New survey reveals true cost of living on plumbing industry

min read time
2024-03-15 10:35:29

•    65% of plumbers have noticed an increase in callouts due to customers not turning their heating on during cost-of-living crisis
•    60% are already having to turn work away because their workload is too high, with 65% saying jobs regularly overrun 
•    This is impacting the next generation – with less than half of those surveyed currently able to take on an apprentice 

As the UK emerges from another challenging winter that has seen energy bills continue to rise, a new survey has revealed the impact this is having on plumbers.

The research, carried out as part of Wavin’s annual ‘State of the Nation’ survey, shows that plumbers have seen an increasing number of issues as a direct result of customers not turning their heating on. Almost two thirds of respondents said they were receiving more callouts for faulty heating systems, at a time when the majority of those surveyed said they were already facing a workload that was too high.

Although there is set to be temporary respite for consumers in the form of changes to the energy price cap in April, a year of uncertainty and global supply chain challenges means that plumbers will continue to be under significant pressure in the year ahead.

There are also concerns about the long-term impact on the industry as a whole. A combination of busy workloads and frequently overrunning jobs is reducing the amount of time being spent training the next generation. Less than half (45%) of those asked said they had an apprentice – at a time when skills shortages are plaguing the sector’s ability to react to the cost-of-living crisis.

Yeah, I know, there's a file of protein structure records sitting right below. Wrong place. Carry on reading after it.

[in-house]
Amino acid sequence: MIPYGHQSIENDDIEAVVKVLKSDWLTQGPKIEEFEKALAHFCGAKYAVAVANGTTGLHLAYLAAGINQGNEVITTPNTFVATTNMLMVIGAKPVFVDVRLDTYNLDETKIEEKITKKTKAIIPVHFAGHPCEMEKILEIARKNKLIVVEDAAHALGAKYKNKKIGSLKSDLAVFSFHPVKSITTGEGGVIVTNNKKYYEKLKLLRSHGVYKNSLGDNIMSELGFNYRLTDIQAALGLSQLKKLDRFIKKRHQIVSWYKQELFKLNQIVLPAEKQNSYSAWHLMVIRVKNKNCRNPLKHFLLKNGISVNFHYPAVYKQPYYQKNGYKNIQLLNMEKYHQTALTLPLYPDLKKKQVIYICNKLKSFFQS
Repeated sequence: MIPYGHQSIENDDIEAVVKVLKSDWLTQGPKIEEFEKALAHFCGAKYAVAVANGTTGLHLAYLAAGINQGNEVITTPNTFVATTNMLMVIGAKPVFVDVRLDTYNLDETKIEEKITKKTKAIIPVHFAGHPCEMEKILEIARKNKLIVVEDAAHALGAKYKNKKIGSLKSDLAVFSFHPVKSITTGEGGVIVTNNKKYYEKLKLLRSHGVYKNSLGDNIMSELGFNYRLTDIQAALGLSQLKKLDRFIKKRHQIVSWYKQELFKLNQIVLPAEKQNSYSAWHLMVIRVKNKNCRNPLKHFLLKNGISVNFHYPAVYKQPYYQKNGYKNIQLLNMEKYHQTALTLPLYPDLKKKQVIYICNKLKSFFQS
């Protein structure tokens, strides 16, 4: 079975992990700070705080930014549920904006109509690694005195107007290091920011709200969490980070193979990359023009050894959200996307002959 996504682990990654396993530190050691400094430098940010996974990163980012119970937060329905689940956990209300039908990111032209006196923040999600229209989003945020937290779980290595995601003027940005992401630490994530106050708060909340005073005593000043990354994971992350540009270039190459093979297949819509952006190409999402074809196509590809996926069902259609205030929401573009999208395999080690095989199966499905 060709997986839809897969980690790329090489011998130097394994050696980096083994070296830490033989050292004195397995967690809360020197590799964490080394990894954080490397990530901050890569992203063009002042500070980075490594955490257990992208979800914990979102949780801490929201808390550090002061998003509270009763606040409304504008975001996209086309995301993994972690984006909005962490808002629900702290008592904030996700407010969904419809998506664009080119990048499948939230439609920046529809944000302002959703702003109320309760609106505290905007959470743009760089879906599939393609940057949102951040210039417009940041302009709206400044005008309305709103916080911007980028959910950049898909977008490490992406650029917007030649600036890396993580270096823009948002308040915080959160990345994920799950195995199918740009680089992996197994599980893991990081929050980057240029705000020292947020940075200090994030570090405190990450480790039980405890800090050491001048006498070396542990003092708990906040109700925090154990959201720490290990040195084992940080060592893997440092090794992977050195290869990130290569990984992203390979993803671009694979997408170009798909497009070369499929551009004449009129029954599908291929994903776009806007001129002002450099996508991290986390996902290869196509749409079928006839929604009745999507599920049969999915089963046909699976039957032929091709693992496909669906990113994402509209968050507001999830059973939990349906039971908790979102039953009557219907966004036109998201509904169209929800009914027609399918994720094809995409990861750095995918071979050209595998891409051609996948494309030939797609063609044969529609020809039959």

Steve Harris, Technical Support Engineer at Wavin UK, said: “This research lays bare the situation we are now in. Plumbers are under more pressure than ever before to accept work that they can’t realistically handle to ease the strain on their customers. This could have serious repercussions on work / life balance, risking a skills exodus from plumbers who cannot keep pace with the demands being placed on them."

“At the same time, there is already a skills deficit that needs to be addressed. We need more plumbers entering the industry, not less, which makes the lack of time that can be given to training apprentices even more worrying."

“That’s what makes this research so crucial in raising awareness of the challenges we face. Plumbers pride themselves on hard graft and it’s better to be busy than have no work on at all – but unless plumbers are supported in addressing the skills shortage and tackling issues associated with the cost-of-living crisis, the industry is at risk of sleepwalking into a situation that will be difficult to come back from.”


Wavin recently sat down with a few plumbers to take a deep dive into the industry’s hot topics – see what they had to say below


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